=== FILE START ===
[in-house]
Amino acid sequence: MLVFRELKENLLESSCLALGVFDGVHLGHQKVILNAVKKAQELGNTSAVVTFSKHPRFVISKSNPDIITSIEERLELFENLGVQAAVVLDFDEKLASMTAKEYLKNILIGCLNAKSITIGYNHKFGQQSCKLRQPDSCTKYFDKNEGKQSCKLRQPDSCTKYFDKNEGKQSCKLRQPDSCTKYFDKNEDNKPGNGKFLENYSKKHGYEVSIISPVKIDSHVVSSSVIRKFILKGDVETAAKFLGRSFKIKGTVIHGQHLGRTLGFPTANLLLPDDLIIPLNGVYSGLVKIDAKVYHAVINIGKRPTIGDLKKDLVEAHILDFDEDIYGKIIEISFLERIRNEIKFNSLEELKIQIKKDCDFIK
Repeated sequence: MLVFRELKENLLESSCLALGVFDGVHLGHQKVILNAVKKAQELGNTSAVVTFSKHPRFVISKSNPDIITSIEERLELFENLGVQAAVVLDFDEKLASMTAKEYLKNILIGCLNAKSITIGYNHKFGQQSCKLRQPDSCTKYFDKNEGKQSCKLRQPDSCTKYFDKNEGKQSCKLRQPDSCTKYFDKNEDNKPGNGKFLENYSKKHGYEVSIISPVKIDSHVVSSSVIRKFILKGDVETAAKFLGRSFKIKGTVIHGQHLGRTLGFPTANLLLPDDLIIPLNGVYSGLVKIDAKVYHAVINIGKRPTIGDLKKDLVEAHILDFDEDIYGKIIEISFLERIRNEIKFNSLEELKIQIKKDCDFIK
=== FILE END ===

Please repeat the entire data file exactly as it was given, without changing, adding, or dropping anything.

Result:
[in-house]
Amino acid sequence: MLVFRELKENLLESSCLALGVFDGVHLGHQKVILNAVKKAQELGNTSAVVTFSKHPRFVISKSNPDIITSIEERLELFENLGVQAAVVLDFDEKLASMTAKEYLKNILIGCLNAKSITIGYNHKFGQQSCKLRQPDSCTKYFDKNEGKQSCKLRQPDSCTKYFDKNEGKQSCKLRQPDSCTKYFDKNEDNKPGNGKFLENYSKKHGYEVSIISPVKIDSHVVSSSVIRKFILKGDVETAAKFLGRSFKIKGTVIHGQHLGRTLGFPTANLLLPDDLIIPLNGVYSGLVKIDAKVYHAVINIGKRPTIGDLKKDLVEAHILDFDEDIYGKIIEISFLERIRNEIKFNSLEELKIQIKKDCDFIK
Repeated sequence: MLVFRELKENLLESSCLALGVFDGVHLGHQKVILNAVKKAQELGNTSAVVTFSKHPRFVISKSNPDIITSIEERLELFENLGVQAAVVLDFDEKLASMTAKEYLKNILIGCLNAKSITIGYNHKFGQQSCKLRQPDSCTKYFDKNEGKQSCKLRQPDSCTKYFDKNEGKQSCKLRQPDSCTKYFDKNEDNKPGNGKFLENYSKKHGYEVSIISPVKIDSHVVSSSVIRKFILKGDVETAAKFLGRSFKIKGTVIHGQHLGRTLGFPTANLLLPDDLIIPLNGVYSGLVKIDAKVYHAVINIGKRPTIGDLKKDLVEAHILDFDEDIYGKIIEISFLERIRNEIKFNSLEELKIQIKKDCDFIK